WICHITA, Kan. — Tense moments unfolded when anti-abortion protesters descended on a church attended by an abortion provider – only to be met by churchgoers less than pleased by the disruption.
As part of the first full day of the weeklong Summer of Mercy Renewal demonstrations, nearly 30 protesters went to Reformation Lutheran Church, where Dr. George Tiller, one of the few physicians in the country who still performs late-term abortions, is a parishioner. Tiller wasn’t there.
The demonstration upset many church members, particularly children who saw the protesters’ bloody photographs of fetuses.
Keith Martin said children in his Sunday School class were “crying like crazy” after passing the demonstrators to get to church. “I don’t think any First Amendment idea is being conveyed to them,” he said.
“I think what they would like us to do is ask the Tiller family to leave our church – that is hardly Christian,” said church member David Johnson. “To put those signs out there is to frighten God’s children.”
Troy Newman, director of Los Angeles-based Operation Rescue West, said it was not the demonstrators’ intention to upset children. “Every one of these children understand abortion is murder – that is why they are upset,” he said.
Tiller’s clinic was bombed in 1985 and he was shot and wounded two years after the first Summer of Mercy was staged in Wichita 10 years ago. Demonstrations also are planned near his clinic this week.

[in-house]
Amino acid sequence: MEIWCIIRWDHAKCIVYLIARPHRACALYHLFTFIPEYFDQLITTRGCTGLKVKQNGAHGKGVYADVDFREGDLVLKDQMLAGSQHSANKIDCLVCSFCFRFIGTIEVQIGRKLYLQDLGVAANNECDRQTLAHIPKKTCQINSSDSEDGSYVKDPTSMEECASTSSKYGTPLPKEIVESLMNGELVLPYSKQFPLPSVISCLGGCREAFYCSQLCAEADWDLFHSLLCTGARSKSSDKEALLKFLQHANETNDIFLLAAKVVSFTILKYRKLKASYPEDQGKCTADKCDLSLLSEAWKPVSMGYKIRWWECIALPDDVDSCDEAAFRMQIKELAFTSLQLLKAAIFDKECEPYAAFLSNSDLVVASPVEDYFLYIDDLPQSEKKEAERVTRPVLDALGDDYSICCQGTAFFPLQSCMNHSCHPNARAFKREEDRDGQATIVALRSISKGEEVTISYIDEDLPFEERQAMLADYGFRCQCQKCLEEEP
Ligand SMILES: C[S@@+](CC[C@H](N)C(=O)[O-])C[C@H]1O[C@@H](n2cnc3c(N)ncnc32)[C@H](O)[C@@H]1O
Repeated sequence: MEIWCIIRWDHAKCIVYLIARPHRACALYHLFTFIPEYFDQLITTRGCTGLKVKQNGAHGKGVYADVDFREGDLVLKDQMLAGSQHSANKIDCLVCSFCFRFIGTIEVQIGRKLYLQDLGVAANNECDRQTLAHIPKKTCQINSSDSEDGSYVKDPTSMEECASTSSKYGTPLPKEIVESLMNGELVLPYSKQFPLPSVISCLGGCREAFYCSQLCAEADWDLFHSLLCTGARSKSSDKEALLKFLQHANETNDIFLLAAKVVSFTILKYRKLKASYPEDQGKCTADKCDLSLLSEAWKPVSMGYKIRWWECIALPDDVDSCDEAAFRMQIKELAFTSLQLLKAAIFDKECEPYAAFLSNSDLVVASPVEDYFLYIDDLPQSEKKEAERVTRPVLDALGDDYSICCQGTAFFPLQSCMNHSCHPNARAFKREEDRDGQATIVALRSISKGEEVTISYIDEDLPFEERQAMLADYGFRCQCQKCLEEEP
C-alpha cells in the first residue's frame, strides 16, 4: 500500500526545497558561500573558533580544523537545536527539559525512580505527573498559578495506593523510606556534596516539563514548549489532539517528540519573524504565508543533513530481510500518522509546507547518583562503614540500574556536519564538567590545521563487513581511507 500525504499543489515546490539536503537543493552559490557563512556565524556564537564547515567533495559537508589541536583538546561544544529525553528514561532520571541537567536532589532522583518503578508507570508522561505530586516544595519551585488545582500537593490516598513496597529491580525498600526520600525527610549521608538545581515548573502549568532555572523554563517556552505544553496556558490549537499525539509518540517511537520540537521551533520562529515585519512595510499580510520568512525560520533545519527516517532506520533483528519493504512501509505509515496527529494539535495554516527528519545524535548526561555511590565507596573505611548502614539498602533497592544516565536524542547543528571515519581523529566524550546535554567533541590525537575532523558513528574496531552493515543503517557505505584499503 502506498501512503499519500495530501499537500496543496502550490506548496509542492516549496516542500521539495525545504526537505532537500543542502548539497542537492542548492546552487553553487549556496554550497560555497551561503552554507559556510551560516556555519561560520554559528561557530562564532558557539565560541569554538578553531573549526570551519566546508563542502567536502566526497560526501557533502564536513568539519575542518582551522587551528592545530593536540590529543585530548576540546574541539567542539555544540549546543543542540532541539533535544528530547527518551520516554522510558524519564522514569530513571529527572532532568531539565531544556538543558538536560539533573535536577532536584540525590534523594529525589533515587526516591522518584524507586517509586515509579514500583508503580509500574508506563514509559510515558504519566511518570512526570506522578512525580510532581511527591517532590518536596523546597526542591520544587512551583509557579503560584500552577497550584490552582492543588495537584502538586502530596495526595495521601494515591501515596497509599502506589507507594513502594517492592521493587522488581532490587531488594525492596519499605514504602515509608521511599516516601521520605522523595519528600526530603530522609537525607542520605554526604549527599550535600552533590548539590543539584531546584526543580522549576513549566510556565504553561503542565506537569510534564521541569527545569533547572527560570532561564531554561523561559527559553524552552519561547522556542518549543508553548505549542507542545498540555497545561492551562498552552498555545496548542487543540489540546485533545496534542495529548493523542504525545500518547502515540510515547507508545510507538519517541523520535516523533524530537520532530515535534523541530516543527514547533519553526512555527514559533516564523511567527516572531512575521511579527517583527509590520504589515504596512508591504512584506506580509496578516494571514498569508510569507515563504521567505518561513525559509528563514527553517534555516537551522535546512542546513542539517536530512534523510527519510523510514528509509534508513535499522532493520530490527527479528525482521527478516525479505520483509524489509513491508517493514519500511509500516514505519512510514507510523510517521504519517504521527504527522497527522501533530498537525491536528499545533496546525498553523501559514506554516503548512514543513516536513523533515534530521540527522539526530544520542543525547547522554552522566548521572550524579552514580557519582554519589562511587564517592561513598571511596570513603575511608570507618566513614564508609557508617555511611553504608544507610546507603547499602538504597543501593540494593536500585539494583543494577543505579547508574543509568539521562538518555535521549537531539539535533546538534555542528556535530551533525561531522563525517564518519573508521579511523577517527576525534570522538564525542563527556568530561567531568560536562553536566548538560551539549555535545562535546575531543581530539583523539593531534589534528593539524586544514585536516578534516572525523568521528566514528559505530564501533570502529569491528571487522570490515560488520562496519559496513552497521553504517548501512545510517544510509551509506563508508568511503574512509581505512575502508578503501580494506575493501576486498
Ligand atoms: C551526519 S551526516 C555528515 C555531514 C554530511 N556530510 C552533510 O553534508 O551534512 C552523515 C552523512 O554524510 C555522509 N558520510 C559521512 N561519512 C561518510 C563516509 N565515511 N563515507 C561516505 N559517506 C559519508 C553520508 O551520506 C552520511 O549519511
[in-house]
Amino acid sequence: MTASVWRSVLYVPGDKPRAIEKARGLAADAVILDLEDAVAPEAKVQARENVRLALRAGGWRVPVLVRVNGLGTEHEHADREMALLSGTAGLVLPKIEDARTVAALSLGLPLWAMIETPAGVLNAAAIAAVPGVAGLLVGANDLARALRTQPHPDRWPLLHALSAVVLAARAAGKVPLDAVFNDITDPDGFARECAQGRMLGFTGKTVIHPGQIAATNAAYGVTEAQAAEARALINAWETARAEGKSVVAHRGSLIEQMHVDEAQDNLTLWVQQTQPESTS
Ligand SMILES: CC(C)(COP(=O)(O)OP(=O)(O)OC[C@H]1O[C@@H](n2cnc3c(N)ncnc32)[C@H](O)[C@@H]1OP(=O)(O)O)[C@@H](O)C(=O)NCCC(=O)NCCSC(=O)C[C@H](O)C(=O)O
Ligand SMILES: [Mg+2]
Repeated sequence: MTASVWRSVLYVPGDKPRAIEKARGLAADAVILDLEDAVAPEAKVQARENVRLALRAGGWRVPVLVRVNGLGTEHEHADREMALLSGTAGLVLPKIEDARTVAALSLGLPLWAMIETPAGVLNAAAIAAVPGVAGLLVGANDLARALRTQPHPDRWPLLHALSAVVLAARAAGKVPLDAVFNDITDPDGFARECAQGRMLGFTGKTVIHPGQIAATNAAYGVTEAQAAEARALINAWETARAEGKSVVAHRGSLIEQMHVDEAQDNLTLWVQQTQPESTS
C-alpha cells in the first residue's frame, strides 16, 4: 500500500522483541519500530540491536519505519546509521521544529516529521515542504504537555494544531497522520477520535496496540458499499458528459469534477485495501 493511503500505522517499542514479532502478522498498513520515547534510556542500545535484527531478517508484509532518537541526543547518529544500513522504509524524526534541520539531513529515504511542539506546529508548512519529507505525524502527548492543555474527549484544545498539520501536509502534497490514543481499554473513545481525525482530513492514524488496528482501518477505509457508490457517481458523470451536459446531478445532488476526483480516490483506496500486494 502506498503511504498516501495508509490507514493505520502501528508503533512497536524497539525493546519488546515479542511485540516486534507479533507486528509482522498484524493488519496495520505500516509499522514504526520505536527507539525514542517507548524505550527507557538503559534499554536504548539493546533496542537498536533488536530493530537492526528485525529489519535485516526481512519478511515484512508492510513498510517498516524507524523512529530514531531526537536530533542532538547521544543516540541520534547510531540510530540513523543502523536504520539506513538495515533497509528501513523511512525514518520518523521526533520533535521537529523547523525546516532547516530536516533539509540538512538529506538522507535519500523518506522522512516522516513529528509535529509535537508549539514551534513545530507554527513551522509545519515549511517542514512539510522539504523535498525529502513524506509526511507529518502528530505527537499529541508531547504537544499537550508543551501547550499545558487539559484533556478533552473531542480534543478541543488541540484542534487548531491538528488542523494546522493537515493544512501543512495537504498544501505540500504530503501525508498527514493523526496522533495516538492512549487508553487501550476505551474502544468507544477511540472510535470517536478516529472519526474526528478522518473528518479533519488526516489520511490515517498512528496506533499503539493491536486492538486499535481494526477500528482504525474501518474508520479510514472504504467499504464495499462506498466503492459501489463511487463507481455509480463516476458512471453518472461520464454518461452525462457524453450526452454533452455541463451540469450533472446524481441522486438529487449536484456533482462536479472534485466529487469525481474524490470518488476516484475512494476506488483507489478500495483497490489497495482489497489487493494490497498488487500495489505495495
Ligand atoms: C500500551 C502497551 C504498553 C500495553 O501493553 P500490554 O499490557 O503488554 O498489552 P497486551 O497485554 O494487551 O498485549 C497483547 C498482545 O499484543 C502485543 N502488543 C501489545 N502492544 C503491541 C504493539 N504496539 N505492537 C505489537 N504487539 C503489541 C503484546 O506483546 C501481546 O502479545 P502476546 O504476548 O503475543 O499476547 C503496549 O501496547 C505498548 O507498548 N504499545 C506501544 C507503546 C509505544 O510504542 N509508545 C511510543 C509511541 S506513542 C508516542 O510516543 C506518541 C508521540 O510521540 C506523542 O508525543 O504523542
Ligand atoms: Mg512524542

The protesters had wanted to parade past Tiller’s clinic twice daily from Tuesday through Saturday. But city officials denied the request and closed the streets around the clinic.
On Monday, anti-abortion activists planned to march several blocks through downtown Wichita to City Hall.
“I don’t think we need to have a civil war over this,” said Wes Wolken, associate pastor of Word of Life Church where some 1,000 abortion opponents gathered Sunday.
But he added, “I think there will be a lot of patience tried before this is over with – city police, us, them.”
Protesters gathered Sunday on the sidewalk in front Tiller’s clinic to pray and preach. Nearby were abortion rights supporters. A snow fence was erected along the property and the curb to keep demonstrators off the streets and off the clinic property.
There were no arrests.
By sundown, the sidewalk was deserted. A city order last month imposes higher minimum bails for people who live outside Sedgwick County than for county residents.
In 1991, the Summer of Mercy ended with 2,700 arrested after more than 45 days of protests and city officials want to avoid a repeat of that.
At the Sunday night worship service, the mood was more about conciliation than confrontation.
Talking to reporters, the Rev. Flip Benham, director of Operation Save America, said, “Our mission hasn’t changed. Our strategy has.”
Asked if protesters planned to block the clinic, Benham said, “That’s not a planned strategy. Ours is wider in scope and we are winning the battle.”
Demonstrators also targeted Metropolitan Church because of its support of homosexuals, and marched at two churches that have supported abortion rights.
On the Net:
National Abortion Federation at http://www.prochoice.org
National Right to Life: http://www.nrlc.org